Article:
MARTIN -WHY DON'T YOU PUSH THIS SOLUTION TO THE BANK'S, PLEASE?
  • colsten
    colsten Posts: 17,597 Forumite
    First Anniversary Photogenic Name Dropper First Post
    Options
    The problem with the "karasnikof solution" is that you assume everyone would remember that they must ask their bank for identification. Those that can be talked into sending thousands or tens of thousands on the say-so of a telephone scammer will easily be talked out of the need for it in an "emergency".

    For instance, "the bank" could say their password store has been hacked, and that was one of the reasons that the money needs to be transferred immediately, without that security step. The gullible fools would fall for anything.
  • colsten
    colsten Posts: 17,597 Forumite
    First Anniversary Photogenic Name Dropper First Post
    Options
    Has anyone seen any statistics relating to these scams? I.e. how many people have been scammed? What are characteristics of those scammed (age, gender, relationship status, post code etc)? What amounts were involved? What are the timescales involved (how many scams over what months, when are calls/transfers being made etc)? How many scammers have been caught? Which banks are affected? Etc etc
  • Cornucopia
    Cornucopia Posts: 16,209 Forumite
    First Anniversary Name Dropper First Post Photogenic
    edited 27 October 2016 at 2:41PM
    Options
    It's important to understand just how devious and brazen the scammers can be.

    I'd always thought that my two online accounts were very secure because they both require a further, third security check before allowing a new payment instruction to be created for a recipient not previously used.

    But, I heard about a scam that works around this. It involves the scammers making a payment using an existing payee, and then contacting that payee and scamming them into returning your money to the Scammer's bank account. Much more complicated and less certain to be successful, but ingenious and showing a level of commitment to the fraud that most people would probably never expect.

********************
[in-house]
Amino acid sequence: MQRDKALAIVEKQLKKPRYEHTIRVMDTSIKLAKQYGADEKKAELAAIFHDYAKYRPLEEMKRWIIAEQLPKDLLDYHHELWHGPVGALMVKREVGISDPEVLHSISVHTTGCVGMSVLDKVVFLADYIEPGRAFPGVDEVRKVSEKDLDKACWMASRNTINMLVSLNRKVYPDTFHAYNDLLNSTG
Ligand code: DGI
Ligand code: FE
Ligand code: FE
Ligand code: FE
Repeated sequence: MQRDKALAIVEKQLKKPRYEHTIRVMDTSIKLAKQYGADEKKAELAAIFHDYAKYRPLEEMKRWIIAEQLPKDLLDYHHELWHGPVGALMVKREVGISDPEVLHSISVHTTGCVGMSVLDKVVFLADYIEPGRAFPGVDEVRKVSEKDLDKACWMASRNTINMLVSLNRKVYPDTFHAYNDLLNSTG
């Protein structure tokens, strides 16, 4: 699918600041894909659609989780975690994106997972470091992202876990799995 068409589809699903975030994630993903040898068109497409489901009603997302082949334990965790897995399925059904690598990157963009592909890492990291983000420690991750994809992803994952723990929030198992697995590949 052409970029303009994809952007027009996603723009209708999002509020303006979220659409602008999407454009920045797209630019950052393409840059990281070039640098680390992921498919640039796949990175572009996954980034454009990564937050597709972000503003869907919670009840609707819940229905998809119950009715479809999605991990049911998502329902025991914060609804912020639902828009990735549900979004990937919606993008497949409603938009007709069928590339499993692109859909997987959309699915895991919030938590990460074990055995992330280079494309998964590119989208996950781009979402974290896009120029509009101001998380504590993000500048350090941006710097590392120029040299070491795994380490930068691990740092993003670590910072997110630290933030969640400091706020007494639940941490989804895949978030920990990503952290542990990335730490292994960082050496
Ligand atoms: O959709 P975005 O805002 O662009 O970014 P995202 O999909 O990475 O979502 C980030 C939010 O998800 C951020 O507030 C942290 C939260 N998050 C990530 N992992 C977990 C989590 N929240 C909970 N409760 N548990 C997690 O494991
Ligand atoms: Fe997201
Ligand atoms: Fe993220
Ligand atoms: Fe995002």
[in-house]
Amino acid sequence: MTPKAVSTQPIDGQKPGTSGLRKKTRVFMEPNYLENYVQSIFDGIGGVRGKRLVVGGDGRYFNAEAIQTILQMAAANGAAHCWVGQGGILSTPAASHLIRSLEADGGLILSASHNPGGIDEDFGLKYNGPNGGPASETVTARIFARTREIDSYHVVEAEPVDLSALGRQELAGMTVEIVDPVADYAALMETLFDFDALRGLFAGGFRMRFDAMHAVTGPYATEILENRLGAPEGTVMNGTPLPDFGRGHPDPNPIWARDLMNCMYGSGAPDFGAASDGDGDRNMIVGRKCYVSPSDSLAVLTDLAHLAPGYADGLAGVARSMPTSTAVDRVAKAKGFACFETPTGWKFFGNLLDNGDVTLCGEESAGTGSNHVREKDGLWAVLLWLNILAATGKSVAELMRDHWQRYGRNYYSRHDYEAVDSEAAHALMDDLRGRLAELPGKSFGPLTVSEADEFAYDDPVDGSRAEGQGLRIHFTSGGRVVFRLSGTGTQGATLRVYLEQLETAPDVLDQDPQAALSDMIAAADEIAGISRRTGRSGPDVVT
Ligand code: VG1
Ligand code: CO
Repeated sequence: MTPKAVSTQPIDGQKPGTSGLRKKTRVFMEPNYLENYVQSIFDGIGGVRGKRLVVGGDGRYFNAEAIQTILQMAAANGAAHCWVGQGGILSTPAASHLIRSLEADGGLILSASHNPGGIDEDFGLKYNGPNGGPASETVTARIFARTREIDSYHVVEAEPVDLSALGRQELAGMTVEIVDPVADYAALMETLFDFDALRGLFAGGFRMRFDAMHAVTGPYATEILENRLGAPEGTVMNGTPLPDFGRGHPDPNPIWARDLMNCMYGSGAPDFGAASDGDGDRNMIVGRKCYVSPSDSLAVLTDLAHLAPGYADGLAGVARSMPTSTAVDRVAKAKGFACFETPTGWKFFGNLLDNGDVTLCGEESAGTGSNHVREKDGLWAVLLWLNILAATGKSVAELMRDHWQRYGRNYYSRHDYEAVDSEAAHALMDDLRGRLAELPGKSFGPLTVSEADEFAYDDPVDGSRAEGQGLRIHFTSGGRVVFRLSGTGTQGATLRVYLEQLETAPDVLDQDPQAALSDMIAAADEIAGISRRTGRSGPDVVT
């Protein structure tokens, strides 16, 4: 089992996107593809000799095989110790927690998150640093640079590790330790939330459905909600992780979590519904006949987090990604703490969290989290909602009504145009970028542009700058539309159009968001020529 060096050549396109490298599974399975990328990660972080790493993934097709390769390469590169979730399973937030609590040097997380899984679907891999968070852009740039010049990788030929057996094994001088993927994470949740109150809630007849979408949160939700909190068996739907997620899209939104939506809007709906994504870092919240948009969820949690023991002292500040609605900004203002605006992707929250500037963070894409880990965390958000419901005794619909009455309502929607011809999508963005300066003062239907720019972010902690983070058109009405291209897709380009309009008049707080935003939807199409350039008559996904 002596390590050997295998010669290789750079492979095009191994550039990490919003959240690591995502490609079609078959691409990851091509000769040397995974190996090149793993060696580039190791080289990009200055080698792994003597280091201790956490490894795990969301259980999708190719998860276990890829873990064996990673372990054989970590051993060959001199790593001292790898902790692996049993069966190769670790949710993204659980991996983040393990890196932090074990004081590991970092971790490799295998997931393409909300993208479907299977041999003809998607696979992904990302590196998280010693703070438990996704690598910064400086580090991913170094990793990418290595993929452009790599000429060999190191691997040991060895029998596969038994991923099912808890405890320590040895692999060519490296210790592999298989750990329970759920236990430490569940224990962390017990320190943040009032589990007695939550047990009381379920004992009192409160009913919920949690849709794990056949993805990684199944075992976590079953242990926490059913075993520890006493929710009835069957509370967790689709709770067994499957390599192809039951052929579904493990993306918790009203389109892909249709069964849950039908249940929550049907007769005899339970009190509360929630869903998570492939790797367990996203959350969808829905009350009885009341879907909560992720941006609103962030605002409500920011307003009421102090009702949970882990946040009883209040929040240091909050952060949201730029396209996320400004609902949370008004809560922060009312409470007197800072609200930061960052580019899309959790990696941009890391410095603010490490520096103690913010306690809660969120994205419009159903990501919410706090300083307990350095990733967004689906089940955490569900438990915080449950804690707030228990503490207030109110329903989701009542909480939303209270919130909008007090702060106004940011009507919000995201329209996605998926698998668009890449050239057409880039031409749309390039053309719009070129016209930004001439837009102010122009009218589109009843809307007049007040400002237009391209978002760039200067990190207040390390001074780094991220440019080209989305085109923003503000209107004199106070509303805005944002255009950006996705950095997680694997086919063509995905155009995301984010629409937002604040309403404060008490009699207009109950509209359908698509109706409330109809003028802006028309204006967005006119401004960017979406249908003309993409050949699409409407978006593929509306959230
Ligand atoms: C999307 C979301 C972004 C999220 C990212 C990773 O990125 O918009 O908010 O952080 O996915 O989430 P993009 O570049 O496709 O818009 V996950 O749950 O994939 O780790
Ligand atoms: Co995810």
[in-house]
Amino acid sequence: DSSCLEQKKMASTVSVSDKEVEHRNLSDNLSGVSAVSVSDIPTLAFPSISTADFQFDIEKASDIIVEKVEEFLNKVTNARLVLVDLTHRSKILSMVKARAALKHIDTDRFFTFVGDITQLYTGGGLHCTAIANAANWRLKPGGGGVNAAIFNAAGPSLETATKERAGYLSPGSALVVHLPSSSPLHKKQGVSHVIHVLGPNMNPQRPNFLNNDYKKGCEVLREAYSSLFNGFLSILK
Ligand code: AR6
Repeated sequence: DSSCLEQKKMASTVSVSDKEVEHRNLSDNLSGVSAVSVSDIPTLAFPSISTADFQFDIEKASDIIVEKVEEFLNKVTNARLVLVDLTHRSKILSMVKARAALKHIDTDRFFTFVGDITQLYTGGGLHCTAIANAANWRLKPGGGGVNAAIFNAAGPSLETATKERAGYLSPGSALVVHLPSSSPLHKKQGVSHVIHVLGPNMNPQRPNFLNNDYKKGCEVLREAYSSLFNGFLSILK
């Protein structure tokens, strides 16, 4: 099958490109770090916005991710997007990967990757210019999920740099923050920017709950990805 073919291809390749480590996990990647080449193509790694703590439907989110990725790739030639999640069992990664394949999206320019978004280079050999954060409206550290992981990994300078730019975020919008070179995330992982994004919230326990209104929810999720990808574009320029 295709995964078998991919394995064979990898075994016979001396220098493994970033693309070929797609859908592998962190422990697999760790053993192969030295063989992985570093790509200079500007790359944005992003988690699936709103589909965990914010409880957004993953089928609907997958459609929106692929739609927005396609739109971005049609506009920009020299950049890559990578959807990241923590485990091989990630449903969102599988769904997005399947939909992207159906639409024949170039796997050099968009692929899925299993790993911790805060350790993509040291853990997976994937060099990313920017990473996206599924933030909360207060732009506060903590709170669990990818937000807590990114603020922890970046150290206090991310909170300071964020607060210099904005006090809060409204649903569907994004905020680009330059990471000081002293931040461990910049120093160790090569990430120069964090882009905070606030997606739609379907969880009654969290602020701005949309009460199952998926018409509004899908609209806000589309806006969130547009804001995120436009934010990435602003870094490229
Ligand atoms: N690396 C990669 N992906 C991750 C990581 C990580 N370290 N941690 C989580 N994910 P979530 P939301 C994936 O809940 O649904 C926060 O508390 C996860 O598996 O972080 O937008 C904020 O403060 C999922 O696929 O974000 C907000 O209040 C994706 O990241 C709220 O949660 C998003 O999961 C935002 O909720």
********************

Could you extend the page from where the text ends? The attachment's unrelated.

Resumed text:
Unfortunately, if the BACS system is not going to be re-engineered to be more traceable and more reversible, then the only other option will be to place greater restrictions upon banking transaction at source, limiting the amounts of money that can be associated with particular types of transaction without even more security checks.

    Personally, I would quite like the option of placing maximum transaction size limits per payee on my accounts, and I would be happy for those limits to have uber-security on them, including even time-based and demographic protections. (Assuming that victims of fraud can be associated with particular demographics).
  • colsten
    colsten Posts: 17,597 Forumite
    First Anniversary Photogenic Name Dropper First Post
    Options
    Cornucopia wrote: »

    But, I heard about a scam that works around this. It involves the scammers making a payment using an existing payee, and then contacting that payee and scamming them into returning your money to the Scammer's bank account.

    My understanding is we are already covered for those cases - provided we can prove that we were not negligent with the access data for our accounts.
This discussion has been closed.
Meet your Ambassadors

Categories

  • All Categories
  • 344.8K Banking & Borrowing
  • 250.6K Reduce Debt & Boost Income
  • 450.4K Spending & Discounts
  • 236.9K Work, Benefits & Business
  • 610.8K Mortgages, Homes & Bills
  • 173.9K Life & Family
  • 249.7K Travel & Transport
  • 1.5M Hobbies & Leisure
  • 15.9K Discuss & Feedback
  • 15.1K Coronavirus Support Boards